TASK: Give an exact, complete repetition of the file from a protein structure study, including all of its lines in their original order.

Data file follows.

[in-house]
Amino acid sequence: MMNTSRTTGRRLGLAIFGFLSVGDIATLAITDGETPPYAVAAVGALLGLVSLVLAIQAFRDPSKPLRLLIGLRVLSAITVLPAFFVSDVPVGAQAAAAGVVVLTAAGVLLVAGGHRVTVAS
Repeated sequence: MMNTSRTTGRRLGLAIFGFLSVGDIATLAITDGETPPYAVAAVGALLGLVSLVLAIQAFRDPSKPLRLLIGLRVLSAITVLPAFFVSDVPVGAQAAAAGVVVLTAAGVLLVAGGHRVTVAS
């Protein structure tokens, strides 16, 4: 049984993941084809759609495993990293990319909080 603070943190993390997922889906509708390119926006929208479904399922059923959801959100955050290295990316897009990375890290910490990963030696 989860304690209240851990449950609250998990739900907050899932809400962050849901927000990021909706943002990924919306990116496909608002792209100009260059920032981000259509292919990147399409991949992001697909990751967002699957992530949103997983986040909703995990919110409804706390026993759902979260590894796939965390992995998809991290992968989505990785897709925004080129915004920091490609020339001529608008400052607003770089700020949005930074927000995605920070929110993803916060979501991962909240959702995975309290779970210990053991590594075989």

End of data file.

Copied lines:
[in-house]
Amino acid sequence: MMNTSRTTGRRLGLAIFGFLSVGDIATLAITDGETPPYAVAAVGALLGLVSLVLAIQAFRDPSKPLRLLIGLRVLSAITVLPAFFVSDVPVGAQAAAAGVVVLTAAGVLLVAGGHRVTVAS
Repeated sequence: MMNTSRTTGRRLGLAIFGFLSVGDIATLAITDGETPPYAVAAVGALLGLVSLVLAIQAFRDPSKPLRLLIGLRVLSAITVLPAFFVSDVPVGAQAAAAGVVVLTAAGVLLVAGGHRVTVAS
């Protein structure tokens, strides 16, 4: 049984993941084809759609495993990293990319909080 603070943190993390997922889906509708390119926006929208479904399922059923959801959100955050290295990316897009990375890290910490990963030696 989860304690209240851990449950609250998990739900907050899932809400962050849901927000990021909706943002990924919306990116496909608002792209100009260059920032981000259509292919990147399409991949992001697909990751967002699957992530949103997983986040909703995990919110409804706390026993759902979260590894796939965390992995998809991290992968989505990785897709925004080129915004920091490609020339001529608008400052607003770089700020949005930074927000995605920070929110993803916060979501991962909240959702995975309290779970210990053991590594075989």